Option[edit | edit source]

Additional configuration of the disc brake's brake calipers (available on disc brakes only). More pistons means more stopping power, and slightly reduced fade.

Size[edit | edit source]

Adjusts the brake's diameter. Brake size ranges from a minimum of 160 mm (6.3 in), up to a maximum of 420 mm (16.5 in). Brake size is limited by the rim's diameter, as the brakes themselves have to fit within the wheel. Only rims 18" or larger can carry a 420 mm brake. Larger brakes are more powerful than smaller ones, and better at heat dissipation. This, of course, comes at a greater material cost.

Pad Type[edit | edit source]

Pad type determines the strength of the brake pads. Brake pads are usually made of organic materials, semi-metallic blend of materials, or full carbon ceramic depending on their applications. In the game, the pad type is determined by a slider, in which a higher number corresponds to a more aggressive pad. More aggressive break pads are better at dissipating heat and have superior stopping power, at the cost of comfort and greater expense. A pad type of about 35 represents standard pads used in mass-market vehicles.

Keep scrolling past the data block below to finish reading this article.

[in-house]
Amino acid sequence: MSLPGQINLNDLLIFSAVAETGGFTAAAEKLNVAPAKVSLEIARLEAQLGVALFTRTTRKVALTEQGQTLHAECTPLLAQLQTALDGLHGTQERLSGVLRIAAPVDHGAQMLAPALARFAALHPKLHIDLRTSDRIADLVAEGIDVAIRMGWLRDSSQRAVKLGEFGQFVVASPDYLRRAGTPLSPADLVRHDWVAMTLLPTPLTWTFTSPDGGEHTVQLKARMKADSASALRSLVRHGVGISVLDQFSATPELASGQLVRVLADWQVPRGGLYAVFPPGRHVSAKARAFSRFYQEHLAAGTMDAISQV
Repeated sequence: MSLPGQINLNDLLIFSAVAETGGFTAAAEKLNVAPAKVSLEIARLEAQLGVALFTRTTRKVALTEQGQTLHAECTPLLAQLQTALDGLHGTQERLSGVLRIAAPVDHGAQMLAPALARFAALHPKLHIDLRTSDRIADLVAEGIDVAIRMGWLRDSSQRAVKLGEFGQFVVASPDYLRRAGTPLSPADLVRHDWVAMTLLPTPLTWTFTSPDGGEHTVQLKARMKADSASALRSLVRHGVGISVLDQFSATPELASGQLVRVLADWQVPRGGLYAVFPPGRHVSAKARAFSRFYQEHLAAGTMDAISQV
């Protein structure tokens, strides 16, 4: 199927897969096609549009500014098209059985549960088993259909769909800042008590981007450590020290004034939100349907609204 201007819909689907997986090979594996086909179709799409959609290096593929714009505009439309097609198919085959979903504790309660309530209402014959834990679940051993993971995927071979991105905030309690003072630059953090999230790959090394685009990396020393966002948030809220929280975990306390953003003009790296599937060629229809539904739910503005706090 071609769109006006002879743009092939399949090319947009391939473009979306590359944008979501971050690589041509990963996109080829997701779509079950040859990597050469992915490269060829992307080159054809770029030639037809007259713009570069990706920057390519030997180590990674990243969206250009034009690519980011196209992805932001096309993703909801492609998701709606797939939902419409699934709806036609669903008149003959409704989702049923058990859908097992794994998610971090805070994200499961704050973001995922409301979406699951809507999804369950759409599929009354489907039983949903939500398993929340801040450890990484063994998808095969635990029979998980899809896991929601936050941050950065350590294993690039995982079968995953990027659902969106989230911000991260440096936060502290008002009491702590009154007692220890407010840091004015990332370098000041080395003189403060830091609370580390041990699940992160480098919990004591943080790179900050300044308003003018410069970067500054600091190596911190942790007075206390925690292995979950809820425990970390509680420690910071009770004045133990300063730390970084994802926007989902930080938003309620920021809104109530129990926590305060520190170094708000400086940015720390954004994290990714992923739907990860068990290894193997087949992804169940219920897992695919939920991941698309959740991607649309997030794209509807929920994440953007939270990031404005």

Brake Bias[edit | edit source]

Adjusts the balance between front and rear brakes, ranging from 50/50 brake power distribution, to 75/25 (F/R). Brakes in cars are hydraulically operated, and by adjusting brake bias, you adjust how much brake fluid pressure makes it to the front and rear brakes, as higher pressure forces the brake to work harder.

Brakes Graph[edit | edit source]

Brakes graph.png

After completing your design, if you return to the brakes tab, you will see the graphs for braking. The first graph displays four things - front and rear wheel grip, and front and rear brake strength. The strength of brakes here is measured in newtons of force, which would be measured through equation F = ma [force = mass (of the car) × acceleration (in this case, acceleration opposite to the direction of travel, aka decceleration)]. As previously stated, larger brakes, with more pistons and more aggressive pad type, are stronger. To get a nicely balanced brake tune, make sure the brake strength line closely matches with the grip line, especially the rear brake/rear grip lines. The graph on the right shows braking performance, through 100 to 0 kmh tests. You can see your stopping distance (in the example = 39.1 meters), and the brake fade that occurs during these tests. Driveability is the amount of brake fade after a single use of the brakes, sportiness is rated after repeated use (to simulate a track environment), and utility is a brake test carried out will transporting full load capacity. The red line in the graph shows brake performance from top speed to standstill. Because the example car was originally electronically limited to 200 kmh, the brake test takes place from 200 to 0 kmh.